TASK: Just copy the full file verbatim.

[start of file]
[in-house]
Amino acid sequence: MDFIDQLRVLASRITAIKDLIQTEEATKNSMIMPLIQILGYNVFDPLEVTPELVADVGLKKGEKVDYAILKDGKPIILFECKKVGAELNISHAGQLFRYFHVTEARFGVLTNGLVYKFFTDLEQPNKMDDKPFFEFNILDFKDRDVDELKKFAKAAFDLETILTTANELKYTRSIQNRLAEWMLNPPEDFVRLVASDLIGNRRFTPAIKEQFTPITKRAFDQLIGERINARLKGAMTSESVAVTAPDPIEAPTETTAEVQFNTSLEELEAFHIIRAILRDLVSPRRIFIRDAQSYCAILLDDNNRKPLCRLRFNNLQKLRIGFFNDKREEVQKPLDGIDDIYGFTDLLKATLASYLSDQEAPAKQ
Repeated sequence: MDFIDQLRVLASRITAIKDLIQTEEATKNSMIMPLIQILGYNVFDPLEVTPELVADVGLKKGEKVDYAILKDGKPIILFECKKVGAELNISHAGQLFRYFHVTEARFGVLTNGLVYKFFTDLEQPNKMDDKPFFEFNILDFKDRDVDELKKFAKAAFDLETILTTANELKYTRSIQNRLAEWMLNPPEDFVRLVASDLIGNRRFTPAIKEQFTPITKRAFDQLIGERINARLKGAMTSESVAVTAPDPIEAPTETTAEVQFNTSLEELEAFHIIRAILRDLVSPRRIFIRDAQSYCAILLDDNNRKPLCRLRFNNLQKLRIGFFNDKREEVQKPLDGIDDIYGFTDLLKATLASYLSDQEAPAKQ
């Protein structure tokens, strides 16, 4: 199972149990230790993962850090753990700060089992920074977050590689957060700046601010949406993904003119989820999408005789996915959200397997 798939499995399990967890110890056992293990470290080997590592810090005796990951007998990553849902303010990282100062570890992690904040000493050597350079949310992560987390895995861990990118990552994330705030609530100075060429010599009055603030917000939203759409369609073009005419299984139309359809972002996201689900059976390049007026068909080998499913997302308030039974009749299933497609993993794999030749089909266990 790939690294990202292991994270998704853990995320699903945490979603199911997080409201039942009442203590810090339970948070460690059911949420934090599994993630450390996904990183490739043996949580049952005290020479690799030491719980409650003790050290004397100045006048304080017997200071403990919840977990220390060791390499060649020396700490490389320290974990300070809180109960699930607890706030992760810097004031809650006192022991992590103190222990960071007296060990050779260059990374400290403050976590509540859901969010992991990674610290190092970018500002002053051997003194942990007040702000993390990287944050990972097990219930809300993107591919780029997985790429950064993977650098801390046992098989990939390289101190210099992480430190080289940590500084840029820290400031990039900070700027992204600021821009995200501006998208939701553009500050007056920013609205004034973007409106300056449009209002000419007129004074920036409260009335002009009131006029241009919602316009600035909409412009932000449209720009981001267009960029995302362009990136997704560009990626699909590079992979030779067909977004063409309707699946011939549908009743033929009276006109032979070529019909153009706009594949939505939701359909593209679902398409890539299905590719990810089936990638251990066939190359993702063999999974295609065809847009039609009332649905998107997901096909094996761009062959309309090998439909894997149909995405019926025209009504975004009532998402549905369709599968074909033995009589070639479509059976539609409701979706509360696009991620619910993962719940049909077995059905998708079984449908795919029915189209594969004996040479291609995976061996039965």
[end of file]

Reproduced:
[in-house]
Amino acid sequence: MDFIDQLRVLASRITAIKDLIQTEEATKNSMIMPLIQILGYNVFDPLEVTPELVADVGLKKGEKVDYAILKDGKPIILFECKKVGAELNISHAGQLFRYFHVTEARFGVLTNGLVYKFFTDLEQPNKMDDKPFFEFNILDFKDRDVDELKKFAKAAFDLETILTTANELKYTRSIQNRLAEWMLNPPEDFVRLVASDLIGNRRFTPAIKEQFTPITKRAFDQLIGERINARLKGAMTSESVAVTAPDPIEAPTETTAEVQFNTSLEELEAFHIIRAILRDLVSPRRIFIRDAQSYCAILLDDNNRKPLCRLRFNNLQKLRIGFFNDKREEVQKPLDGIDDIYGFTDLLKATLASYLSDQEAPAKQ
Repeated sequence: MDFIDQLRVLASRITAIKDLIQTEEATKNSMIMPLIQILGYNVFDPLEVTPELVADVGLKKGEKVDYAILKDGKPIILFECKKVGAELNISHAGQLFRYFHVTEARFGVLTNGLVYKFFTDLEQPNKMDDKPFFEFNILDFKDRDVDELKKFAKAAFDLETILTTANELKYTRSIQNRLAEWMLNPPEDFVRLVASDLIGNRRFTPAIKEQFTPITKRAFDQLIGERINARLKGAMTSESVAVTAPDPIEAPTETTAEVQFNTSLEELEAFHIIRAILRDLVSPRRIFIRDAQSYCAILLDDNNRKPLCRLRFNNLQKLRIGFFNDKREEVQKPLDGIDDIYGFTDLLKATLASYLSDQEAPAKQ
């Protein structure tokens, strides 16, 4: 199972149990230790993962850090753990700060089992920074977050590689957060700046601010949406993904003119989820999408005789996915959200397997 798939499995399990967890110890056992293990470290080997590592810090005796990951007998990553849902303010990282100062570890992690904040000493050597350079949310992560987390895995861990990118990552994330705030609530100075060429010599009055603030917000939203759409369609073009005419299984139309359809972002996201689900059976390049007026068909080998499913997302308030039974009749299933497609993993794999030749089909266990 790939690294990202292991994270998704853990995320699903945490979603199911997080409201039942009442203590810090339970948070460690059911949420934090599994993630450390996904990183490739043996949580049952005290020479690799030491719980409650003790050290004397100045006048304080017997200071403990919840977990220390060791390499060649020396700490490389320290974990300070809180109960699930607890706030992760810097004031809650006192022991992590103190222990960071007296060990050779260059990374400290403050976590509540859901969010992991990674610290190092970018500002002053051997003194942990007040702000993390990287944050990972097990219930809300993107591919780029997985790429950064993977650098801390046992098989990939390289101190210099992480430190080289940590500084840029820290400031990039900070700027992204600021821009995200501006998208939701553009500050007056920013609205004034973007409106300056449009209002000419007129004074920036409260009335002009009131006029241009919602316009600035909409412009932000449209720009981001267009960029995302362009990136997704560009990626699909590079992979030779067909977004063409309707699946011939549908009743033929009276006109032979070529019909153009706009594949939505939701359909593209679902398409890539299905590719990810089936990638251990066939190359993702063999999974295609065809847009039609009332649905998107997901096909094996761009062959309309090998439909894997149909995405019926025209009504975004009532998402549905369709599968074909033995009589070639479509059976539609409701979706509360696009991620619910993962719940049909077995059905998708079984449908795919029915189209594969004996040479291609995976061996039965």